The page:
Don’t buy Made by Google.

It’s my blog so I get to post angry posts when I feel like it, right?

Anyone that knows me knows I’m a Google fanboy. I’ve had every major Android phone made since the initial Android Developer Phone 1 (a HTC Dream/T-Mobile G1 with a REALLY cool backplate). I’ve been an Android dev since the first release of the Android SDK. I remember exactly where I was sitting when I read the news article announcing the Open Handset Alliance.

I could list more and more evidence, but honestly this kind of says it all:

kasra

That’s me, 100lbs and many years ago. Wearing a Google Wave shirt. Walking to lunch from the Crittenden campus, with my brand new Nexus One (or was it a S?) in hand.

That has to be enough for you to believe this: I love Google. I love Android. I love the ecosystem, I even use Google Cloud. I love it all.

So, with that said: boy, am I disappointed.

I should’ve known right from that awkward October 4 Made By Google event that I’d be let down. Google historically misses the mark on hardware, and this was their biggest push yet. I’ve been really liking Google’s design ideology for the last few years, so I was hopeful.

The awkwardness of the release event ignored, the Pixel seemed to be a great phone. Pure Android. An actually good camera. A good look, nothing too unique but something I could live with. No camera hump! I was in.

I pre-ordered a 5″ Pixel in Quite Black and 128GB the second I could. I also pre-ordered a Google Home. I have now had the Pixel for just over two weeks and the Google Home for just under one week. I even pre-ordered the Daydream headset, that should arrive later this week.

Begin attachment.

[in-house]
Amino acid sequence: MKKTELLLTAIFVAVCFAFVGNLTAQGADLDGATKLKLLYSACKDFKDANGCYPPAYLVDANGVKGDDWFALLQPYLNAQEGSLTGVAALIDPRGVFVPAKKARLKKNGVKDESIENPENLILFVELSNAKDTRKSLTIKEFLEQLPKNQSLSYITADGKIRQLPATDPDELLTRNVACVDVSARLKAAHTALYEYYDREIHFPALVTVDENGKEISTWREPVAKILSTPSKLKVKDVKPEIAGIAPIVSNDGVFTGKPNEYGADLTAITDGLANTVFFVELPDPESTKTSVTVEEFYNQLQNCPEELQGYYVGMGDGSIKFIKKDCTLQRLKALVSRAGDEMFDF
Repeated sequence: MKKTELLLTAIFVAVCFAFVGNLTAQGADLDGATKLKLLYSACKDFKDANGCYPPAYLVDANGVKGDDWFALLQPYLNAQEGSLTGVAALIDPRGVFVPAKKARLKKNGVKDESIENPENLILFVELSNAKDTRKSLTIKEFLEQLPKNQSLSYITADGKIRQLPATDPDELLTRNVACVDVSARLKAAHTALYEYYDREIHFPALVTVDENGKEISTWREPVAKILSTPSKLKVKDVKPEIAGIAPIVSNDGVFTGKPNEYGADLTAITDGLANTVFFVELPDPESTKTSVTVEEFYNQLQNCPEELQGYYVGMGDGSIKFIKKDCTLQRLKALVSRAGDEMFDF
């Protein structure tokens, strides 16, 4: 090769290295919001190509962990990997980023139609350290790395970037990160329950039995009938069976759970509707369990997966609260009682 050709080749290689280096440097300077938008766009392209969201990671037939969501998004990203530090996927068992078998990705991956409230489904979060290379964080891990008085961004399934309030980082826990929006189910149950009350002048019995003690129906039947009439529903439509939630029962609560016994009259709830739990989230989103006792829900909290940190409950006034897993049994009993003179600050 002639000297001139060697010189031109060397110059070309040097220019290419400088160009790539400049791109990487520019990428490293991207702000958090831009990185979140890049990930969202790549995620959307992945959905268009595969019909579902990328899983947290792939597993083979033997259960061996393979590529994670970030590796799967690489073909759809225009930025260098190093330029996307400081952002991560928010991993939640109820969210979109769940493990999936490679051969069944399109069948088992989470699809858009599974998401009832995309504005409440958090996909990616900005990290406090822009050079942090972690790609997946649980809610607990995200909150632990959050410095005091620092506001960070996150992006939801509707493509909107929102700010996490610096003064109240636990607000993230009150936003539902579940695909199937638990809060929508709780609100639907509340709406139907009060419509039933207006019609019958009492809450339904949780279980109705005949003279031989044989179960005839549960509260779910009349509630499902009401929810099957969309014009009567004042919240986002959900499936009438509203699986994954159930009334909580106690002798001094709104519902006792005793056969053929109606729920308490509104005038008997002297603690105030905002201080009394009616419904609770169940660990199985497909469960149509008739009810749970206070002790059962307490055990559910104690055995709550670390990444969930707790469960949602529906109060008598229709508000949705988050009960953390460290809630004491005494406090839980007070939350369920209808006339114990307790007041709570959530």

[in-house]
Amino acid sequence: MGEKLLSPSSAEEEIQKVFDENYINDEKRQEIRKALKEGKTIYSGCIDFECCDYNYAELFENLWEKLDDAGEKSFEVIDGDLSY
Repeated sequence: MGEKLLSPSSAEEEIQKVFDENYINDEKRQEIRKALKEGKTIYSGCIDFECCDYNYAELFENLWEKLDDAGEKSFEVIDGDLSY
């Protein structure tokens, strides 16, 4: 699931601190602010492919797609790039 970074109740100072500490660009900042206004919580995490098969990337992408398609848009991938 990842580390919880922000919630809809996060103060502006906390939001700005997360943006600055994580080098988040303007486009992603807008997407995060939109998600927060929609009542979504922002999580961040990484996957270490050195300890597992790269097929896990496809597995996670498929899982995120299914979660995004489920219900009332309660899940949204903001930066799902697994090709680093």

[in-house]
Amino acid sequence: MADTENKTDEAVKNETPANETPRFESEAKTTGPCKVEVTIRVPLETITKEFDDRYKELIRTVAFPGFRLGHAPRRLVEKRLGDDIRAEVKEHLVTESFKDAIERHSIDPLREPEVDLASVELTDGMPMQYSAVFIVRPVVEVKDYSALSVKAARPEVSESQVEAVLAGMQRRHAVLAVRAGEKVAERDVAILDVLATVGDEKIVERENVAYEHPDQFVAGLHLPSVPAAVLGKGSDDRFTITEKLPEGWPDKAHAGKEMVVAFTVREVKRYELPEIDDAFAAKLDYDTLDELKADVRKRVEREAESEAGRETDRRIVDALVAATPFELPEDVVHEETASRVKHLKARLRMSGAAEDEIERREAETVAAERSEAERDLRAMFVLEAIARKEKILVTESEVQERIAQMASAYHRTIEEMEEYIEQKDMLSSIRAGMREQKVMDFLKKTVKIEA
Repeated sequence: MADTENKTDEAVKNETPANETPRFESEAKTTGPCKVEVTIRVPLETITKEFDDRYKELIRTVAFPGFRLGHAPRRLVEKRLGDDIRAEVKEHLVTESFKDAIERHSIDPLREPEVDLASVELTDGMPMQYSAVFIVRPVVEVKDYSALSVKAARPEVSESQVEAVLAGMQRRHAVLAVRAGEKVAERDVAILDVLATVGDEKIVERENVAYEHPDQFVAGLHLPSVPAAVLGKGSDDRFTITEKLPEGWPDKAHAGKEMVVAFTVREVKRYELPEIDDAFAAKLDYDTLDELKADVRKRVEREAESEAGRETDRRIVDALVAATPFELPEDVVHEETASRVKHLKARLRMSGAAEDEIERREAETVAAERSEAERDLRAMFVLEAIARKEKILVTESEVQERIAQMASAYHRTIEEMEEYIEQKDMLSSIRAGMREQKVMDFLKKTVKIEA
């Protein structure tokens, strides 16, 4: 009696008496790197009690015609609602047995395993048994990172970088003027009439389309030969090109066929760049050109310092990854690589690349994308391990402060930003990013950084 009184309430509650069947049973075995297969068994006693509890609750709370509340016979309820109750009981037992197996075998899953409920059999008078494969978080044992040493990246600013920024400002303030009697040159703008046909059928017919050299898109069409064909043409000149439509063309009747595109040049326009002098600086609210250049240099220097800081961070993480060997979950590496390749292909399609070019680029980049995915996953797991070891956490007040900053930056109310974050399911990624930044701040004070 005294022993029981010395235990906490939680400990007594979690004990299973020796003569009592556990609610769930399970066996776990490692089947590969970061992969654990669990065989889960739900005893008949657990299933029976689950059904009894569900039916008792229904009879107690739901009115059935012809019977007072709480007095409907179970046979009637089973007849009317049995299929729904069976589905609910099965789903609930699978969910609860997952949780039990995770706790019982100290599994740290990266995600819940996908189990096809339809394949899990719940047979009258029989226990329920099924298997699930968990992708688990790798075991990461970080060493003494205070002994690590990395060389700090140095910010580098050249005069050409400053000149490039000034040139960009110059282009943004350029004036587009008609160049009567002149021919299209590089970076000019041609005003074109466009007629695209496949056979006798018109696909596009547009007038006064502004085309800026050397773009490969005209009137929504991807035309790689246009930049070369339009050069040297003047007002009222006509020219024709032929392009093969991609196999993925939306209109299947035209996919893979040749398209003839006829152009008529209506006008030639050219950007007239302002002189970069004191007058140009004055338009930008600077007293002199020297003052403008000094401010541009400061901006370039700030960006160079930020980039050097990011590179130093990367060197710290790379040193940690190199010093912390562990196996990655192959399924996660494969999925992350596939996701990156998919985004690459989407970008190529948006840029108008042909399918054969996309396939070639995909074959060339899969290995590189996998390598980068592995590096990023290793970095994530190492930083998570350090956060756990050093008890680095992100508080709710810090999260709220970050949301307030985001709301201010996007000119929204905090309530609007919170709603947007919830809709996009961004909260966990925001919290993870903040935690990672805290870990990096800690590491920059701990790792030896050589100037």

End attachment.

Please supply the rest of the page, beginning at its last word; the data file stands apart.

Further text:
There’s a lot of good to be said about the Pixel. I liked the phone itself a lot. My big problem with it (which I’ll get to in a second) is more about the Made by Google brand as a whole and how the products interact.

The Google Home though, holy shit. I get that it’s their first try, but I’ve seen a lot of IoT first tries. I have a lot of IoT in my household, and I purchased the Echo during invite-only beta. I’ve made many integrations with the Echo, and used it many many times a day.

But still, I wanted to try something new. I had faith in Google being able to answer my drunken rambling questions better than Amazon. I can google “that one movie with that one guy”, so why not have something that lets me say “Play that one movie with that one guy on my TV”.

Here’s the thing though. The Google Home sucks. I feel like I replaced my Amazon Echo with something that’s worse than when the Echo was in beta.

First, just focusing on the Home itself:

It faces a specific direction. It has that little tilt, then the lights are on the surface facing a wall. It looks nice and the animations of the lights are cute, but it doesn’t provide 360 visual signaling like the Echo does.

I understand this seems minor, but when you are standing directly behind the face and say “Okay Google, set a timer for 40 minutes” while you place brussels sprouts in the oven — guess what you’re going to burn.